Author Catharine Arnold is best known for her popular series on London history, including; Bedlam: London and its mad and The Sexual History of London. While this new book is also set in and around the capital, the theme and settings are completely different. Rather than focusing on gritty realism, Edward VII: The Prince of Wales and the Women He Loved, transports the reader into the glittering world of late 19-century high society.
Released just this week on the 25th of July by St Martin’s Press, the book makes for a very entertaining read. It is refreshing to find a book on the lovers of Edward VII, also known as Bertie, which shows the women as human beings, with flaws, ups and downs in their lives and interests outside of their life with Edward, rather than portraying them as mere objects of desire.
Before becoming King, after the death of his mother Queen Victoria in 1901, Bertie was Prince of Wales for a staggering 59 years. Within the book, Catharine Arnold explains how as Prince, Bertie chose to live his life to the full, rather than following his mother’s strict guidelines. Despite following the wishes of his family and marrying Princess Alexandra of Denmark when he was 21-years-old, Bertie was rarely without a mistress or at least a fling or two to keep him from getting bored. While Arnold gives some explicit details of these relationships, she does not judge Edward for the way he lived his life or look down on his female companions, instead offering an impartial insight into their world.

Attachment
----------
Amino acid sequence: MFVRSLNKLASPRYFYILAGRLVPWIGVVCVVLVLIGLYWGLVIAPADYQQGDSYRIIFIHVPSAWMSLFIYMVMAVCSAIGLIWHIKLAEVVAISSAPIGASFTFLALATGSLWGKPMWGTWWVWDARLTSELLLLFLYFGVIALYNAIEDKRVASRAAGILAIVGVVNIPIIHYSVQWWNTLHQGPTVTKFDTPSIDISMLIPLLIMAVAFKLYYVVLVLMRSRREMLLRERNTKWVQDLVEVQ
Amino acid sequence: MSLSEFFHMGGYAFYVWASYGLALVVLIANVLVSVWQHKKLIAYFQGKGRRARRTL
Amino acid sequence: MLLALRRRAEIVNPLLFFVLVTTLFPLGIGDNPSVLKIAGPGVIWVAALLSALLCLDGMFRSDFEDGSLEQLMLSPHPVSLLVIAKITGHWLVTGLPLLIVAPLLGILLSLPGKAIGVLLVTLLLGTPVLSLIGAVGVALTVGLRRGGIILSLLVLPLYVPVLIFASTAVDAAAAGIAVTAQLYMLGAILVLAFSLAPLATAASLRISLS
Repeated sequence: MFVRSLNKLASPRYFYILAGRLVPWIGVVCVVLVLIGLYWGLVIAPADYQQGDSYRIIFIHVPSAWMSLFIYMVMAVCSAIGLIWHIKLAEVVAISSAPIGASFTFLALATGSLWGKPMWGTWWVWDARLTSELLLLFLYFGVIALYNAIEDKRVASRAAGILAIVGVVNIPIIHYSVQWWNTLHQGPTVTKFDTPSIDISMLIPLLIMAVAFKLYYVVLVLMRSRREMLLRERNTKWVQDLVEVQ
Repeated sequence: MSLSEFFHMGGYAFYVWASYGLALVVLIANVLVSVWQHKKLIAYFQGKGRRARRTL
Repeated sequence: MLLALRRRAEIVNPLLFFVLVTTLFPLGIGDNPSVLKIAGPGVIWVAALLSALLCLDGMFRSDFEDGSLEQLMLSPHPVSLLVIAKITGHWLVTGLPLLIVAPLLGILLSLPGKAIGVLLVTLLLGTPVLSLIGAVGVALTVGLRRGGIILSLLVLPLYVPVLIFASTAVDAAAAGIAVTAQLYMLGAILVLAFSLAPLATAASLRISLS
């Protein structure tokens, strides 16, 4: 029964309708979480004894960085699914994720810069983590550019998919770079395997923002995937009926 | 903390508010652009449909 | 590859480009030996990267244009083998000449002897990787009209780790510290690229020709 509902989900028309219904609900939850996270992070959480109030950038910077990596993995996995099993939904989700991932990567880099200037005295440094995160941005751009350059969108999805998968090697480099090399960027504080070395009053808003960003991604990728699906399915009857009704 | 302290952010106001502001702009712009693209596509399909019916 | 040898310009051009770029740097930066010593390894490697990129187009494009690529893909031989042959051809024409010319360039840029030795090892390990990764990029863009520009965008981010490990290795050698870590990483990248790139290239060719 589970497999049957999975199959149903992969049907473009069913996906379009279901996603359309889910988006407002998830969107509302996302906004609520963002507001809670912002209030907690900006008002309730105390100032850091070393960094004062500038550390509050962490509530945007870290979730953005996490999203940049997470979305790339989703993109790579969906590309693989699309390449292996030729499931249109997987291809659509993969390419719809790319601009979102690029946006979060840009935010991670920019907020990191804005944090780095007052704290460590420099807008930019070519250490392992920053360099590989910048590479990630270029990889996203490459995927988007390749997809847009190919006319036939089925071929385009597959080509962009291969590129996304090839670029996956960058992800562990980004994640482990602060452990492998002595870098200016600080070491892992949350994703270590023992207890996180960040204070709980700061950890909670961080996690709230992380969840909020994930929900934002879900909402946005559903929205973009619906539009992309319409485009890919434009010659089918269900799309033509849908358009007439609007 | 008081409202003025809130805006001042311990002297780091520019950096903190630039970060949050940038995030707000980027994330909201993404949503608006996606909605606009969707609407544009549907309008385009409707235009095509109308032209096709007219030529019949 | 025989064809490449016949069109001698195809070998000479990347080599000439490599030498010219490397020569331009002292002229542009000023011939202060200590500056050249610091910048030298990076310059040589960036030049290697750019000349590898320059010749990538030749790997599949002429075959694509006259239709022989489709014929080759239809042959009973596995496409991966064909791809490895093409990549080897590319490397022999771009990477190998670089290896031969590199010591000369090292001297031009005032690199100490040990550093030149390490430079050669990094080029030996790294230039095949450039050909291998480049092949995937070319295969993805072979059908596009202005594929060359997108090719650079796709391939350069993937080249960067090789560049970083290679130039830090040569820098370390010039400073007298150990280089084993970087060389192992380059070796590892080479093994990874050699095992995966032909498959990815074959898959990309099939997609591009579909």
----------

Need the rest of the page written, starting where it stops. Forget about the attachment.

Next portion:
Within the chapters of the book, the reader will find tales about ‘the most outstanding and interesting’ of Edward’s mistresses and his wife, Alexandra. The author expresses a wish to focus on a selection of women rather than offer diluted information on swathes of Edward’s conquests. This approach works well and means that many words are spent on Edward’s official mistresses: Lillie Langtry, Daisy Warwick and Alice Keppel. There are plenty of quotes and snippets from letters and poems from the period, which help to bring the women to life. On top of this, Catharine has still set aside enough space to describe Edward’s early sexual encounters such as with Nellie Clifden, his flings with glamorous, high-earning French courtesans and intriguing liaisons such as his relationship with Jennie Churchill, the mother of Sir Winston.
The book reads easily despite being a well-research piece by an academic. There are plenty of interesting facts as well as enough scandal and gossip to keep the reader engaged. Catharine has managed to strike an excellent balance between stories of the sexual exploits of the Marlborough House weekends and delving deeper into the lives of the mistresses. It is nice to see the political and diplomatic roles of royal mistresses mentioned in the book, with sections covering the work of Daisy Warwick within the Labour Party and how Alice Keppel was seen as ‘indispensable for smooth running of government’ and was even thanked by Herbert Asquith for her duties.
While reading this book, I felt like I was gaining an authentic feel for the period. The accurate descriptions of clothing, people, settings and smells help to animate the names on the page, such as details of the country house weekends where ‘ladies glimmered in satin and jewels, roses in their hair’, these extra touches made the book a delight to read.
This book is ideal for anybody who is interested in the real life of the monarchy. Shying away from politics and Edward’s duties as Prince and later King, Catharine offers a glimpse of Bertie as a person and shows how he and the women he loved throughout his life helped usher Britain and the monarchy into a new era.